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Upside down plane

  1. Dec 5, 2008 #1
    Just out of curiosity, can a plane fly upside down? (it can, right?) then how?
     
  2. jcsd
  3. Dec 5, 2008 #2

    Danger

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    All can for a limited period (as long as the structural integrity allows a roll-over and the carb will still feed the engine). That is because flight does not rely upon Bornoulli's (sp?) formula to the extent that most people think. A large part of lift is simply airflow being directed downward. Even an upside-down wing will do that. Those designed for extended inverted flight have differently shaped wings.
     
  4. Dec 5, 2008 #3

    turbo

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    Or REALLY powerful engines, like the Pitt Special. Those rascals can do vertical prop-hangs..
     
  5. Dec 5, 2008 #4

    Danger

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    Oh, my... yes! My buddy was an aerobatics instructor, and had one of those. Sweet ride!
     
  6. Dec 5, 2008 #5

    turbo

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    A long time ago (probably 31 years or so, when my wife and I were first married) I took my wife to an air show. An aerobatics specialist (who moonlighted as a dentist, IIR) named Chuck Caruthers had navigated from the mid-west to Maine in his Pitt Special by following interstates, etc, and he put on a fantastic show. In the right hands, those little biplane monsters are freaking amazing.
     
  7. Dec 5, 2008 #6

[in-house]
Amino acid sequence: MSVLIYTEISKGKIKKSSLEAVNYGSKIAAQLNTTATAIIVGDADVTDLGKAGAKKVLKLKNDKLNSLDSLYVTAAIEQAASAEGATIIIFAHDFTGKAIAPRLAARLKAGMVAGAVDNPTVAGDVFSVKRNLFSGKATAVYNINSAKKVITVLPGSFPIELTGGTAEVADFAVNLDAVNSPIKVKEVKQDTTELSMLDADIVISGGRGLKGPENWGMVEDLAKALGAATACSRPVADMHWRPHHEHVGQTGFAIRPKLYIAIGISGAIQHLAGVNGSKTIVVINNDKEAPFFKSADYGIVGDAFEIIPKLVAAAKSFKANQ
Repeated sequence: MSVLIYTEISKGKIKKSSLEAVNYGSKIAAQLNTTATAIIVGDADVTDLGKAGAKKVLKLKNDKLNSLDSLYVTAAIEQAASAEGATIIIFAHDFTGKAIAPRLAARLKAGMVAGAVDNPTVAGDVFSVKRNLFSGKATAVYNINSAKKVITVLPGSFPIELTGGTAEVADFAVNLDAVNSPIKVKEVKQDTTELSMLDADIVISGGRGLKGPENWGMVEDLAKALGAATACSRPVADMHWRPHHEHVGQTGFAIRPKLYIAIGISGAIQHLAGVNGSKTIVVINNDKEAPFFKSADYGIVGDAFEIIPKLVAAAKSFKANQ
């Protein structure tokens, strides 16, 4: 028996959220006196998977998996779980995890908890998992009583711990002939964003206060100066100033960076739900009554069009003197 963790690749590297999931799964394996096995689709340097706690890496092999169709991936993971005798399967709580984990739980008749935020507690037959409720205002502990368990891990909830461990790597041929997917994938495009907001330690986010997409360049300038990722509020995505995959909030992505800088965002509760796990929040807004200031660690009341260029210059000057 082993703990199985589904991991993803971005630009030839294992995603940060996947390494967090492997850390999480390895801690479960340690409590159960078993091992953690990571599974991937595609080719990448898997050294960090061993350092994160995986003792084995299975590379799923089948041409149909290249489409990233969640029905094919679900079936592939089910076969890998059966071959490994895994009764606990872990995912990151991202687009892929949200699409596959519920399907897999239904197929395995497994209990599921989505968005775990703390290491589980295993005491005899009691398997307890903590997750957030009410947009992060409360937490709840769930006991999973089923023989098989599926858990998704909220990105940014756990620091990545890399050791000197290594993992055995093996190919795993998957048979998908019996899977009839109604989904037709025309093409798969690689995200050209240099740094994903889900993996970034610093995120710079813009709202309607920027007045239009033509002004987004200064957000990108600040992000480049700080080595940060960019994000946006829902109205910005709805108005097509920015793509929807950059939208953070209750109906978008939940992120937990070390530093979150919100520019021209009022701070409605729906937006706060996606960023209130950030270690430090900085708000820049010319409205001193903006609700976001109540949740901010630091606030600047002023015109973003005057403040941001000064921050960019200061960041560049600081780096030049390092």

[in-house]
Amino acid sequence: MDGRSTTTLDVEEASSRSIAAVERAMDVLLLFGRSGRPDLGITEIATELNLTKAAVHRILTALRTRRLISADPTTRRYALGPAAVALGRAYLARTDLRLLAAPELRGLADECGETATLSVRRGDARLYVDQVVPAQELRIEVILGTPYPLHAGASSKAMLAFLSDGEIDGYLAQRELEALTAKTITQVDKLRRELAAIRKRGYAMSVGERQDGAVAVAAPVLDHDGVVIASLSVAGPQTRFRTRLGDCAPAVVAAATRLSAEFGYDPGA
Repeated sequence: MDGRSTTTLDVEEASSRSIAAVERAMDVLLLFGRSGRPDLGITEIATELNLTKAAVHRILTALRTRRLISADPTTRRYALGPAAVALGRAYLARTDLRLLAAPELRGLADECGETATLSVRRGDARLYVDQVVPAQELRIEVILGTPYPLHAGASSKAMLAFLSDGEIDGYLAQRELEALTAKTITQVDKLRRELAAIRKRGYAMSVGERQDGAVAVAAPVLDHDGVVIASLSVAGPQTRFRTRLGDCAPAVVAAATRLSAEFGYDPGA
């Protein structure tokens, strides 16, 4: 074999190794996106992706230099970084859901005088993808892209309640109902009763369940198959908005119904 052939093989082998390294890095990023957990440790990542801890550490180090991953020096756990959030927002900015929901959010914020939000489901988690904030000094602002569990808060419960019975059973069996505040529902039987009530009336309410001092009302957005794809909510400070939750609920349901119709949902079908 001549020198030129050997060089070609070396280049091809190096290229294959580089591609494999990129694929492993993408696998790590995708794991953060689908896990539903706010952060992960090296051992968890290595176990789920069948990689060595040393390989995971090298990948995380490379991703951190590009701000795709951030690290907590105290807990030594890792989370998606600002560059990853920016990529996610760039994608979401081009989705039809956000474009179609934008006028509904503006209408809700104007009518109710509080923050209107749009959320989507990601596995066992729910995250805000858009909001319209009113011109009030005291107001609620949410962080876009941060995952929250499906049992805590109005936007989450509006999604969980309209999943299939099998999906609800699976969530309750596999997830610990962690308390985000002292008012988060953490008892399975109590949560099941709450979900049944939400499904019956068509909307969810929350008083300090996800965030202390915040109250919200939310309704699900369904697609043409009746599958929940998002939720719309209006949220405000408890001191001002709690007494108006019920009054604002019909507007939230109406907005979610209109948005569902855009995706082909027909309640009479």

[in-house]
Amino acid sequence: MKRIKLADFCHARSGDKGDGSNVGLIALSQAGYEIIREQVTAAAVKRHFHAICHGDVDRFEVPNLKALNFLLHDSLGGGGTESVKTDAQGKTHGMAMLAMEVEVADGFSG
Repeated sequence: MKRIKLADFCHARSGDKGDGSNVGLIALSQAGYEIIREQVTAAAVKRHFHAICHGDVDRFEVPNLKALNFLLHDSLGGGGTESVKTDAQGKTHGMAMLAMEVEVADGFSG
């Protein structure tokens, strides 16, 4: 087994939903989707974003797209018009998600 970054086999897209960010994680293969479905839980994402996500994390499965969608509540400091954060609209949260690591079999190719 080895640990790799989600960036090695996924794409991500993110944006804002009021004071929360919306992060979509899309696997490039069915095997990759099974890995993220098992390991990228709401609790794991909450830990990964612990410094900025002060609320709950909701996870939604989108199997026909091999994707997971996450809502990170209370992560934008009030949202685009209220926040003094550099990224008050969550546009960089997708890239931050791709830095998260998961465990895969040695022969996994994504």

Danger

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    Yeah. Anyone who has trouble envisioning aerobatics should watch 'The Great Waldo Pepper'. There's a lot of crap involved, but the aerial sequences are stunning. Those old stagger-wings beat the hell out of Top Gun Tomcats any day for thrills.
     
  8. Dec 6, 2008 #7

    russ_watters

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    More to the point, airplanes designed to fly upside down have symmetrical cross section wings: they perform identically upside-down as right side up.
     
  9. Feb 2, 2010 #8
    So, it really isn't Bernoulli that keeps an airplane up.
     
  10. Feb 2, 2010 #9

    turbo

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    Angle of attack, power, etc...
     
  11. Feb 3, 2010 #10

    rcgldr

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    Bernoulli approximates how the air behaves in response to pressure differentials away from the interaction between wing and air that creates those pressure differentials. It doesn't explain how those pressure differentials are created, but it does correlate by how much the air will be accelerated by those pressure differentials once they are created, so in that sense, Bernoulli is a factor in how much acceleration of air occurs, which corresponds to how much lift (and drag) a wing produces.

    As far as flying upside down goes, it just creates more drag to generate the same amount of lift if the wings use a cambered airfoil. The lift itself is the result of a wing with a certain size and shape, it's forward speed, and it's angle of attack, which diverts the relative flow to produce a component perpendicular to the direction of travel, which creates the pressure differentials and corresponding acceleration of air.
     
  12. Feb 3, 2010 #11

    russ_watters

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    No, it still is Bernoulli. It just has to be applied right. The "equal transit time" myth does not follow from Bernoulli's principle.
     
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